The graduate program at Penn State accepts students for specialization in four primary areas: 19th-century United States, Early Modern Global, Latin America, and China. However, we also acknowledge and encourage breadth within our graduate program. So in addition to these four primary areas, the program encourages our students to pick two secondary areas of specialization: 20th-century United States, Modern Europe, Medieval Europe, Transnational/Global, or Women's and Gender History.
No matter what areas of study graduate students select, they will find a cohort of accomplished professors with whom to share their work. From the very first year, our program encourages (and funds) exploratory research in archives, libraries, and special collections across the United States and even the world. Our seminars position our students to write research papers with an eye to future publication even prior to beginning one's dissertation.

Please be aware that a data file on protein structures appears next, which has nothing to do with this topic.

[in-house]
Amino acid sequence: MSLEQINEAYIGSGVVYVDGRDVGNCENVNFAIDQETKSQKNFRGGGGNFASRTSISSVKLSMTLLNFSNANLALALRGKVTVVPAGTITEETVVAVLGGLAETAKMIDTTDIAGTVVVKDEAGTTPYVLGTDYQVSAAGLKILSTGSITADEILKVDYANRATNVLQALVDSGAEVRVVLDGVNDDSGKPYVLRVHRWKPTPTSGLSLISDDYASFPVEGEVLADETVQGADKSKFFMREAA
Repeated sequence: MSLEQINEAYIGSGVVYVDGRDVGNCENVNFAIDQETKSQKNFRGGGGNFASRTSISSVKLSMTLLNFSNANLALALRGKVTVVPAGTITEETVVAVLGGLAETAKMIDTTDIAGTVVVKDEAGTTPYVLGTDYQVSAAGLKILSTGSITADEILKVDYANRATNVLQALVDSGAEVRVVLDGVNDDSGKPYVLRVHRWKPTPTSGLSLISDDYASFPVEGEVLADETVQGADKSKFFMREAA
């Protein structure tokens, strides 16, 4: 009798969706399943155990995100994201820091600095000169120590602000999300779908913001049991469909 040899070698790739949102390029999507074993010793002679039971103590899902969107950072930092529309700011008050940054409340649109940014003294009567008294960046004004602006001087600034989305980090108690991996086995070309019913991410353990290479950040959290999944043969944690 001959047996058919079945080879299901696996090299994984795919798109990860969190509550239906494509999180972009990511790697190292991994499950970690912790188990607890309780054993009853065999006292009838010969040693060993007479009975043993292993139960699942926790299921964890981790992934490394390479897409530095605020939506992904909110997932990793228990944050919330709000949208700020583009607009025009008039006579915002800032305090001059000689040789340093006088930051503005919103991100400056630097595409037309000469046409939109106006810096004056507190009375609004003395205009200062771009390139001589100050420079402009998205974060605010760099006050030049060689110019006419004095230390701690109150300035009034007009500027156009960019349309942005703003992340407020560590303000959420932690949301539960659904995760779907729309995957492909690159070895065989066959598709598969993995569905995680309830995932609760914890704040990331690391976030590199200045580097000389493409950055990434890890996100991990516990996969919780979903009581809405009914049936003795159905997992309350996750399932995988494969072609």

Our department is actively committed to positioning and educating students in order to maximize their chances in receiving national grants, fellowships and prizes. We offer dedicated workshops that address topics on applying for grants, best teaching practices, and preparing for the job market.
In other words, the doctoral program in History at Penn State adopts an approach that seeks to aid our students in all dimensions of their graduate careers and, we hope, well beyond their years at Penn State.